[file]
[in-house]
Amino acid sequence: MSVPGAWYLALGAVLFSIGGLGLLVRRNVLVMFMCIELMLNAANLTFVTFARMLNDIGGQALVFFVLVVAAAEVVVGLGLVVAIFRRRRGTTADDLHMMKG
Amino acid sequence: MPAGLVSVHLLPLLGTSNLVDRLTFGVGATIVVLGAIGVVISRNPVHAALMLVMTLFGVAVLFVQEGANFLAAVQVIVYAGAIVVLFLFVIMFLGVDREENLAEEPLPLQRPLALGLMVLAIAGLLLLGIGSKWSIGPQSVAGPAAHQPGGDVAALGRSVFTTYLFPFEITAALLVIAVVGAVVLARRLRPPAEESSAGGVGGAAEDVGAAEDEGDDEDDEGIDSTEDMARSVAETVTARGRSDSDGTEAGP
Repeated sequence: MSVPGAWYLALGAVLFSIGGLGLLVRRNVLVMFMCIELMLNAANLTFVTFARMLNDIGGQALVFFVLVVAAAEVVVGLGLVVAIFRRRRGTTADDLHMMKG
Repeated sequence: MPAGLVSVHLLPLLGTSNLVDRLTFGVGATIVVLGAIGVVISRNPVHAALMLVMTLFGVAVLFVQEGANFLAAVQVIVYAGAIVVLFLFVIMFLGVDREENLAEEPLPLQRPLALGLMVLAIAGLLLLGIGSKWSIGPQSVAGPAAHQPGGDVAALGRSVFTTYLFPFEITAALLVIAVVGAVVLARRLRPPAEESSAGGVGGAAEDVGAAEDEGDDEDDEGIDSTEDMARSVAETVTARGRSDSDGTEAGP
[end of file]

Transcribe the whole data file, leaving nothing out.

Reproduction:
[in-house]
Amino acid sequence: MSVPGAWYLALGAVLFSIGGLGLLVRRNVLVMFMCIELMLNAANLTFVTFARMLNDIGGQALVFFVLVVAAAEVVVGLGLVVAIFRRRRGTTADDLHMMKG
Amino acid sequence: MPAGLVSVHLLPLLGTSNLVDRLTFGVGATIVVLGAIGVVISRNPVHAALMLVMTLFGVAVLFVQEGANFLAAVQVIVYAGAIVVLFLFVIMFLGVDREENLAEEPLPLQRPLALGLMVLAIAGLLLLGIGSKWSIGPQSVAGPAAHQPGGDVAALGRSVFTTYLFPFEITAALLVIAVVGAVVLARRLRPPAEESSAGGVGGAAEDVGAAEDEGDDEDDEGIDSTEDMARSVAETVTARGRSDSDGTEAGP
Repeated sequence: MSVPGAWYLALGAVLFSIGGLGLLVRRNVLVMFMCIELMLNAANLTFVTFARMLNDIGGQALVFFVLVVAAAEVVVGLGLVVAIFRRRRGTTADDLHMMKG
Repeated sequence: MPAGLVSVHLLPLLGTSNLVDRLTFGVGATIVVLGAIGVVISRNPVHAALMLVMTLFGVAVLFVQEGANFLAAVQVIVYAGAIVVLFLFVIMFLGVDREENLAEEPLPLQRPLALGLMVLAIAGLLLLGIGSKWSIGPQSVAGPAAHQPGGDVAALGRSVFTTYLFPFEITAALLVIAVVGAVVLARRLRPPAEESSAGGVGGAAEDVGAAEDEGDDEDDEGIDSTEDMARSVAETVTARGRSDSDGTEAGP